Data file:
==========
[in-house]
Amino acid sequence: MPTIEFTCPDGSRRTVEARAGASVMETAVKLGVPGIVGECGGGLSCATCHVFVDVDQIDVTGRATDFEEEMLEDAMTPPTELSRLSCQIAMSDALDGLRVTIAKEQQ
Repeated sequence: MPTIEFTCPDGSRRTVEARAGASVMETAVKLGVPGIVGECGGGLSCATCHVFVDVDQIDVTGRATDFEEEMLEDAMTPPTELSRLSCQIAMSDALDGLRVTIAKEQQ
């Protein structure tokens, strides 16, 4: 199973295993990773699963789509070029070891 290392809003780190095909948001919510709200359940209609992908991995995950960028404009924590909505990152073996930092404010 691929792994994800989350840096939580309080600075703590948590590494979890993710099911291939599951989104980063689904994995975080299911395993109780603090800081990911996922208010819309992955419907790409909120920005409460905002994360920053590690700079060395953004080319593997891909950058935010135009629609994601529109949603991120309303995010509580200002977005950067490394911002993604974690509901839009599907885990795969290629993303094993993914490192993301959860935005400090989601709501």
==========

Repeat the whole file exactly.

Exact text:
[in-house]
Amino acid sequence: MPTIEFTCPDGSRRTVEARAGASVMETAVKLGVPGIVGECGGGLSCATCHVFVDVDQIDVTGRATDFEEEMLEDAMTPPTELSRLSCQIAMSDALDGLRVTIAKEQQ
Repeated sequence: MPTIEFTCPDGSRRTVEARAGASVMETAVKLGVPGIVGECGGGLSCATCHVFVDVDQIDVTGRATDFEEEMLEDAMTPPTELSRLSCQIAMSDALDGLRVTIAKEQQ
């Protein structure tokens, strides 16, 4: 199973295993990773699963789509070029070891 290392809003780190095909948001919510709200359940209609992908991995995950960028404009924590909505990152073996930092404010 691929792994994800989350840096939580309080600075703590948590590494979890993710099911291939599951989104980063689904994995975080299911395993109780603090800081990911996922208010819309992955419907790409909120920005409460905002994360920053590690700079060395953004080319593997891909950058935010135009629609994601529109949603991120309303995010509580200002977005950067490394911002993604974690509901839009599907885990795969290629993303094993993914490192993301959860935005400090989601709501």